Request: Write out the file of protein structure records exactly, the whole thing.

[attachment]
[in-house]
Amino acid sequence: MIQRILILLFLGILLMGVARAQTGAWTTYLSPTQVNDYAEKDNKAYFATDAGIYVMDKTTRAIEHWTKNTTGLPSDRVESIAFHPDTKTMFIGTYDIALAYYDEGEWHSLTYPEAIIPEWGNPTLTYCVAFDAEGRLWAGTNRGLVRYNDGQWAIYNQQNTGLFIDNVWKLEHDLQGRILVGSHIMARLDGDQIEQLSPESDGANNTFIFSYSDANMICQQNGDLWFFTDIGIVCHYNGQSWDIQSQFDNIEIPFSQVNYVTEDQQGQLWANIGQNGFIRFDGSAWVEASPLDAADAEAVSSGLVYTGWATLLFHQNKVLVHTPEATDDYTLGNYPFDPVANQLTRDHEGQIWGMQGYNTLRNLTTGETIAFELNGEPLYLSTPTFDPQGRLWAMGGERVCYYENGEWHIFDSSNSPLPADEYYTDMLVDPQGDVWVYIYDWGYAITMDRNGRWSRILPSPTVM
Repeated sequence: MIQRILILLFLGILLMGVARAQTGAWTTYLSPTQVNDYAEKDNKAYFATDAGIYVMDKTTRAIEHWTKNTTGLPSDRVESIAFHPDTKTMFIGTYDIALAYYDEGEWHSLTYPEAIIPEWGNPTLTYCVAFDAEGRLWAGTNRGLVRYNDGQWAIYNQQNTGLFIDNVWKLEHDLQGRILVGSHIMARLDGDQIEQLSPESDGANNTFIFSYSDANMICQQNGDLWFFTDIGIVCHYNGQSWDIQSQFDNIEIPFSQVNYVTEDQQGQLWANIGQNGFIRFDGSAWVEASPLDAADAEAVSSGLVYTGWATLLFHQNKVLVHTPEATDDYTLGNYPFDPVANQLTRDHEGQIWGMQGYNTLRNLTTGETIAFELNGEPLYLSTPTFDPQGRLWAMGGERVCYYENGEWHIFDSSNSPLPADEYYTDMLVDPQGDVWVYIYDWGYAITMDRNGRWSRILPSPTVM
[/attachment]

[in-house]
Amino acid sequence: MIQRILILLFLGILLMGVARAQTGAWTTYLSPTQVNDYAEKDNKAYFATDAGIYVMDKTTRAIEHWTKNTTGLPSDRVESIAFHPDTKTMFIGTYDIALAYYDEGEWHSLTYPEAIIPEWGNPTLTYCVAFDAEGRLWAGTNRGLVRYNDGQWAIYNQQNTGLFIDNVWKLEHDLQGRILVGSHIMARLDGDQIEQLSPESDGANNTFIFSYSDANMICQQNGDLWFFTDIGIVCHYNGQSWDIQSQFDNIEIPFSQVNYVTEDQQGQLWANIGQNGFIRFDGSAWVEASPLDAADAEAVSSGLVYTGWATLLFHQNKVLVHTPEATDDYTLGNYPFDPVANQLTRDHEGQIWGMQGYNTLRNLTTGETIAFELNGEPLYLSTPTFDPQGRLWAMGGERVCYYENGEWHIFDSSNSPLPADEYYTDMLVDPQGDVWVYIYDWGYAITMDRNGRWSRILPSPTVM
Repeated sequence: MIQRILILLFLGILLMGVARAQTGAWTTYLSPTQVNDYAEKDNKAYFATDAGIYVMDKTTRAIEHWTKNTTGLPSDRVESIAFHPDTKTMFIGTYDIALAYYDEGEWHSLTYPEAIIPEWGNPTLTYCVAFDAEGRLWAGTNRGLVRYNDGQWAIYNQQNTGLFIDNVWKLEHDLQGRILVGSHIMARLDGDQIEQLSPESDGANNTFIFSYSDANMICQQNGDLWFFTDIGIVCHYNGQSWDIQSQFDNIEIPFSQVNYVTEDQQGQLWANIGQNGFIRFDGSAWVEASPLDAADAEAVSSGLVYTGWATLLFHQNKVLVHTPEATDDYTLGNYPFDPVANQLTRDHEGQIWGMQGYNTLRNLTTGETIAFELNGEPLYLSTPTFDPQGRLWAMGGERVCYYENGEWHIFDSSNSPLPADEYYTDMLVDPQGDVWVYIYDWGYAITMDRNGRWSRILPSPTVM